Then came the fall of communism – and triumphalism. Hayek (and Popper) were wheeled out to inspire central European intellectuals – I encountered so many well-thumbed copies of the former’s (translated) Road to Serfdom (written during the second world war) as I travelled around Central Europe in the 1990s on my various projects …..
But, by then, western academics were getting wise… .. and a deluge not only of critiques but of alternative visions began to hit us….. I can’t pretend this is exhaustive – but these are some of the titles which caught my eye over the next decade….
- “Everything for Sale – the virtues and limits of markets” – Robert Kuttner (1996)
- Short Circuit – strengthening local economies in an unstable world” - Ronald Douthwaite (1996). Very practical – but also inspirational….21 years on, it hasn’t really been bettered
- Natural Capitalism – the next industrial revolution; Paul Hawken (1999). A persuasive vision of how green technology could revitalize capitalism….
- The cancer stages of capitalism John Mc Murtry (1999). A much darker vision…..
- “The Lugano Report: On Preserving Capitalism in the Twenty-first Century” – Susan George (1999). A satirical piece which forces us to think where present forces are taking us….
- The Great Disruption – human nature and the reconstitution of social order; Francis Fukuyama (1999) An important book which passed me by until 2017 – it is a critique of the loosening of our social fabric since 1965…..
- Economics and Utopia – why the learning economy is not the end of history; Geoff Hodgson (1999) a clear and tough analysis by a top-class economic historian of why socialism lost its way – and exploration of what it will take for it to restore its energies. If you want to get a sense of the range of arguments which have convulsed economists and activists over the past century, this is the book for you – despite the dreadful academic habit of supporting every statement with brackets containing 3-4 names of academics).
- CyberMarx – cyles and circuits of struggle in high technology capitalism; Nick Dyer-Witheford (1999). It may be a PhD thesis – but it’s a great read…..
- The New Spirit of Capitalism; L Boltanski and E Chiapello (1999). Surprising that others have not attempted this critical analysis of managerial texts since they tell us so much about the Zeitgeist…..these are mainly French (and a bit turgid)….The only similar analyses I know are a couple of treatments of managerial gurus by Brits (one with a Polish name!)….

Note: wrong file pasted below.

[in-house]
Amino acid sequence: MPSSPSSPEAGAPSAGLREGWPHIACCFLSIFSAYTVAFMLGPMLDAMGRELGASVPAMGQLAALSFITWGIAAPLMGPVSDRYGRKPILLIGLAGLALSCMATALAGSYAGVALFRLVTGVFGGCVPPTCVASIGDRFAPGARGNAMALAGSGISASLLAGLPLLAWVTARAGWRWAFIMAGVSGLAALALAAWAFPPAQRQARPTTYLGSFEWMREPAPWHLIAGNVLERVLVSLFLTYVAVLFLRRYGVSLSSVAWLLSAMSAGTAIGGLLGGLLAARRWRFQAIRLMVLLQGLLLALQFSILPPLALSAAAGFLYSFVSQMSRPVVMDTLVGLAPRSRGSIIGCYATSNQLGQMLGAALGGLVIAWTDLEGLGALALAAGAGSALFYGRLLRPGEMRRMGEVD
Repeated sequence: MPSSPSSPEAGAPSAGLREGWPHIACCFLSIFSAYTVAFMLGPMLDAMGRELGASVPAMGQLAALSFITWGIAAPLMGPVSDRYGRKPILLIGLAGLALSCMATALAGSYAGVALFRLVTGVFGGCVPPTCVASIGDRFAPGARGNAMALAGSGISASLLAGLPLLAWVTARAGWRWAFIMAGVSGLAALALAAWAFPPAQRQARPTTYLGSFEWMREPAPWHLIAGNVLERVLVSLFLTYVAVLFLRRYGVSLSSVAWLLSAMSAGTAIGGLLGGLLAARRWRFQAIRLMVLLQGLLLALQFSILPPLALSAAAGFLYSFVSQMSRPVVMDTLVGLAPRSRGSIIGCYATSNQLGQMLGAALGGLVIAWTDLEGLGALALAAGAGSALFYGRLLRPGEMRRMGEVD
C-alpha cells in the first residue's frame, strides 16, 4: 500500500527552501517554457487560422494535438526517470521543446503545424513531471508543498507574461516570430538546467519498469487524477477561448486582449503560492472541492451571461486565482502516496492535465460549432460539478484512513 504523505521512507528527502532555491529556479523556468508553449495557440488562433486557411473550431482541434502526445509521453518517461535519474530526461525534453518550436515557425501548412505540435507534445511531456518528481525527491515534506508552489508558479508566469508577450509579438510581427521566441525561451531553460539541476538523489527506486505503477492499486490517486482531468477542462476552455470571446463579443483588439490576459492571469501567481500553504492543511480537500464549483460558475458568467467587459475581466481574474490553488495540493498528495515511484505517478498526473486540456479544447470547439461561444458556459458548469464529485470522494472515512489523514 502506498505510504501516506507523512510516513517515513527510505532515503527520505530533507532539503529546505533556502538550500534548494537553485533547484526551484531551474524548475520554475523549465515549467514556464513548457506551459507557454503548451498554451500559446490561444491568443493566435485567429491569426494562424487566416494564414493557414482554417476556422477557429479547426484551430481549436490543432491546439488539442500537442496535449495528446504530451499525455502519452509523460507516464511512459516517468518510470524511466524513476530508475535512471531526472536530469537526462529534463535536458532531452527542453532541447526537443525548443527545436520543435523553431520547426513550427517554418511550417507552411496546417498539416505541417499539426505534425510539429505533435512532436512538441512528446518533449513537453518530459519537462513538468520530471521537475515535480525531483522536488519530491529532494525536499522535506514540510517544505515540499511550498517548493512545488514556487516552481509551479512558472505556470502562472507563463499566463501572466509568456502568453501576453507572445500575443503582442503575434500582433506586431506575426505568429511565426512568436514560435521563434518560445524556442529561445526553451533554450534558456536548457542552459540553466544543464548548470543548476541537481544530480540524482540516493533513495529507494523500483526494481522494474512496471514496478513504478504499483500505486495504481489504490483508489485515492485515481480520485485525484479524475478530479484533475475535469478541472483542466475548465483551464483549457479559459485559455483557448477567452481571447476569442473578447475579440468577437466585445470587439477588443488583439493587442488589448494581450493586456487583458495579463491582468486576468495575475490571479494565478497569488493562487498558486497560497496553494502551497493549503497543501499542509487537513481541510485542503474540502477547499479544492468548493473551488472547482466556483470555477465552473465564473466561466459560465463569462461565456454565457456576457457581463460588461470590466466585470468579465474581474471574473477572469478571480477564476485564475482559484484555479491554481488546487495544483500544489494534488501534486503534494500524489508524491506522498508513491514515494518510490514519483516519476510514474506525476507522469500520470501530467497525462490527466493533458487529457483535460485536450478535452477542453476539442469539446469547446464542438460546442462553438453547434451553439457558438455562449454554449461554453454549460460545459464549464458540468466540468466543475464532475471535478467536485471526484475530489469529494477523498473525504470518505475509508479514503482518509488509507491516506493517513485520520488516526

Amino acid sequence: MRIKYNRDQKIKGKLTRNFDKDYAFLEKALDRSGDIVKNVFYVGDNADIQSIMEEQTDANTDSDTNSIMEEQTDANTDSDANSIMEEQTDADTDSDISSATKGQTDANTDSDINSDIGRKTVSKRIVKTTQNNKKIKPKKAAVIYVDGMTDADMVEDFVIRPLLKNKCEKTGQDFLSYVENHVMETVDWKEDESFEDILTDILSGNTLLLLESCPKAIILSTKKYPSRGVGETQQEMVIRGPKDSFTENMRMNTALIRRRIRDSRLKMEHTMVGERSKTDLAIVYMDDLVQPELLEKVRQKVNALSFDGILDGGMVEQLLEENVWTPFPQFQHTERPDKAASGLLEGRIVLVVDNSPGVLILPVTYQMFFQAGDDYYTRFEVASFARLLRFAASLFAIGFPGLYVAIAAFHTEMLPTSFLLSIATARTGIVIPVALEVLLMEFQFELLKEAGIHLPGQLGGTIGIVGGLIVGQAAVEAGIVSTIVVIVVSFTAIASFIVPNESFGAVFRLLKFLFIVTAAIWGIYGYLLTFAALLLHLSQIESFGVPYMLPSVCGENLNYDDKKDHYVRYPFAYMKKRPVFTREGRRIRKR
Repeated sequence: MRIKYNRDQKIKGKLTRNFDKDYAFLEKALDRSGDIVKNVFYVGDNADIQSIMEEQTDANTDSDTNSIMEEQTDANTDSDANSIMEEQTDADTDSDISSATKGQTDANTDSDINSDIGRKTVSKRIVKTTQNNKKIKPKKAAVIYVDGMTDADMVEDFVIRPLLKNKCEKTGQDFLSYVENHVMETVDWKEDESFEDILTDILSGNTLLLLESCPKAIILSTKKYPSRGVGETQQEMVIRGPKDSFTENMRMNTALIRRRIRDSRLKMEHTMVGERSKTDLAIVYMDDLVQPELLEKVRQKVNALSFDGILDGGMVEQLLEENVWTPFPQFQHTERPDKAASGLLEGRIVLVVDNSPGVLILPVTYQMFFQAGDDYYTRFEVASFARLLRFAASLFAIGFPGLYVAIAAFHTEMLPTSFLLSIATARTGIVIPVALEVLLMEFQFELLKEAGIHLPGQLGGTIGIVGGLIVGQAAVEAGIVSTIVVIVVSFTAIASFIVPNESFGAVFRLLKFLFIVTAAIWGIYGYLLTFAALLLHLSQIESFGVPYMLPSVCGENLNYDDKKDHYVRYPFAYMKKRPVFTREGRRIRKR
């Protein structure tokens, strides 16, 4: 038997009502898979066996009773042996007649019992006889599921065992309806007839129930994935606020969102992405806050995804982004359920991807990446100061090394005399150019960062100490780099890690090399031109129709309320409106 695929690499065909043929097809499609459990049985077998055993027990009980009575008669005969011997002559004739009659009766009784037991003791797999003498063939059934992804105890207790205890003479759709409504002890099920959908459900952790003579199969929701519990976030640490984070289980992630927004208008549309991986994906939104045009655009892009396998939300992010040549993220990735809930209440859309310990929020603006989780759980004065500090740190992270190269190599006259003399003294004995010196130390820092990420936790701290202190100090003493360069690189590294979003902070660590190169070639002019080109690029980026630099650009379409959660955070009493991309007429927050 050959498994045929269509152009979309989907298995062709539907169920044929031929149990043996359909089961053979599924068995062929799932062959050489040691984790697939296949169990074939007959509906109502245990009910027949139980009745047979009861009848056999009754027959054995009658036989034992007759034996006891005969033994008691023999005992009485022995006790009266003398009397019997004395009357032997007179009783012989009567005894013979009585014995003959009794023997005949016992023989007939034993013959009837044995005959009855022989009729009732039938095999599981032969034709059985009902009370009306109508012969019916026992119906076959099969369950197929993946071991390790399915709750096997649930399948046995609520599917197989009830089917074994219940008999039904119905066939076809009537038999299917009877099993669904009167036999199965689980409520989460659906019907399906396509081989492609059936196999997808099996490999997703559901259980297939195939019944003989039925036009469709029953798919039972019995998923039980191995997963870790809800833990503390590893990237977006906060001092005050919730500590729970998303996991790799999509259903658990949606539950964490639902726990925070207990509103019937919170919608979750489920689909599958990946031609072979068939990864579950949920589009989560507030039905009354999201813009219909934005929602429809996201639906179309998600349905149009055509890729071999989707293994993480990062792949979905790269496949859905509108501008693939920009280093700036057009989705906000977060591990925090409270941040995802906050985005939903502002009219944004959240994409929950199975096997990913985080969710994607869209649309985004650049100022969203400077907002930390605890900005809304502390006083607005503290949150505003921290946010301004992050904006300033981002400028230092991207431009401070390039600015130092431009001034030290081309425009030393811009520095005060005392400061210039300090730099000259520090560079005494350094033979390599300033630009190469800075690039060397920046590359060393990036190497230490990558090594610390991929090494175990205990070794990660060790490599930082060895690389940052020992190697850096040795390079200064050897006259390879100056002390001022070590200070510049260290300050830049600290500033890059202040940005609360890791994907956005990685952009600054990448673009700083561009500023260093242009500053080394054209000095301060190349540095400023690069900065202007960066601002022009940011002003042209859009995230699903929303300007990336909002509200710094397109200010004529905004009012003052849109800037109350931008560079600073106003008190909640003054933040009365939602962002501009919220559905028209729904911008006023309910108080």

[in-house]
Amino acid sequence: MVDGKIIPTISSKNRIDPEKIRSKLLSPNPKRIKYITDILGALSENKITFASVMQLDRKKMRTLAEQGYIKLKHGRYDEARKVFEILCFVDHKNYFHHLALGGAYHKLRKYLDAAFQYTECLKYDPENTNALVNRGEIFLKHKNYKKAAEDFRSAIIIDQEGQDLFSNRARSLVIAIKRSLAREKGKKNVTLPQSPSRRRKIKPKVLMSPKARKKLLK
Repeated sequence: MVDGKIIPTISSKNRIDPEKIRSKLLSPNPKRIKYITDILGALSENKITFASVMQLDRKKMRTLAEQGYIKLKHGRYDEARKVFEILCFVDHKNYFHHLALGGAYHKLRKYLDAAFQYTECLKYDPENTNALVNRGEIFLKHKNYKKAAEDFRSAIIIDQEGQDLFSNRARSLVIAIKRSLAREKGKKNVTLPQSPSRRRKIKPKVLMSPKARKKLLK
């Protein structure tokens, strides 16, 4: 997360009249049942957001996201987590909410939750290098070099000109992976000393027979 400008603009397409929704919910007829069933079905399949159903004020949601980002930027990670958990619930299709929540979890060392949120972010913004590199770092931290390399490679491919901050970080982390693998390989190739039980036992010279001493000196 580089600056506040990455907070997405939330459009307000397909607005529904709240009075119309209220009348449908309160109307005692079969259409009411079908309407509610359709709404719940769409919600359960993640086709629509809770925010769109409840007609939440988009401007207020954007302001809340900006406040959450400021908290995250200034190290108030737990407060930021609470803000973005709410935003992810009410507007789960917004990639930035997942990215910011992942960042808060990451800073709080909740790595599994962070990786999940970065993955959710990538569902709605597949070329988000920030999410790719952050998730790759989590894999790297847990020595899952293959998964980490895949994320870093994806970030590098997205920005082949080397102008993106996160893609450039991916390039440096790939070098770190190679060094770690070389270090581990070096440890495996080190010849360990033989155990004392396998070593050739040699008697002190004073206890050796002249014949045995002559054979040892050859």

- Capitalism and its Economics – a critical History; Douglas Dowd (2000) Very readable
- Anti-capitalism – theory and practice; Chris Harman (2000) A Trotskyist take….
- Globalisation and its Discontents (2002) is probably the best on the subject - exposing the emptiness of economics orthodoxy….
- “We are Everywhere – a celebration of community enterprise” (2003)
- Another world is possible Susan George (2004) – one of the great critical analysts of global capitalism
- Why Globalisation Works; Martin Wolf (2004) – one of its most powerful defenders
- A Brief History of Neo-Liberalism – David Harvey (2005). One of the world’s experts in Marxist economics – so a bit heavy going…..
- Knowing Capitalism; Nigel Thrift (2005) A geographer turned turgid post-structuralist, this book requires considerable perseverance!
- Models of Capitalism; Colin Crouch (2005)…. It was in the 1990s when the variety of different types of capitalism were properly appreciated
- Capitalism 3.0 (2006) by Peter Barnes - an entrepreneur repulsed by "free-market" ideologues
- The Culture of the new capitalism Sennett (2006) - who remains one of the few intellectuals capable of matching Bell in the lucidity of their exposition (and breadth of reading) about social trends…..
- Olin Wright's Envisioning Real Utopias (2007) which instances the amazing Mondragon cooperatives but is otherwise an incestuous academic scribble.
- Theorising Neoliberalism; Chris Harman (2007)
- New Capitalism? – the transformation of work; K Doogan (2009) A sound academic treatment of key issues...
And that’s all before the crash – the next post will try to give you a sense of the post-crash writing…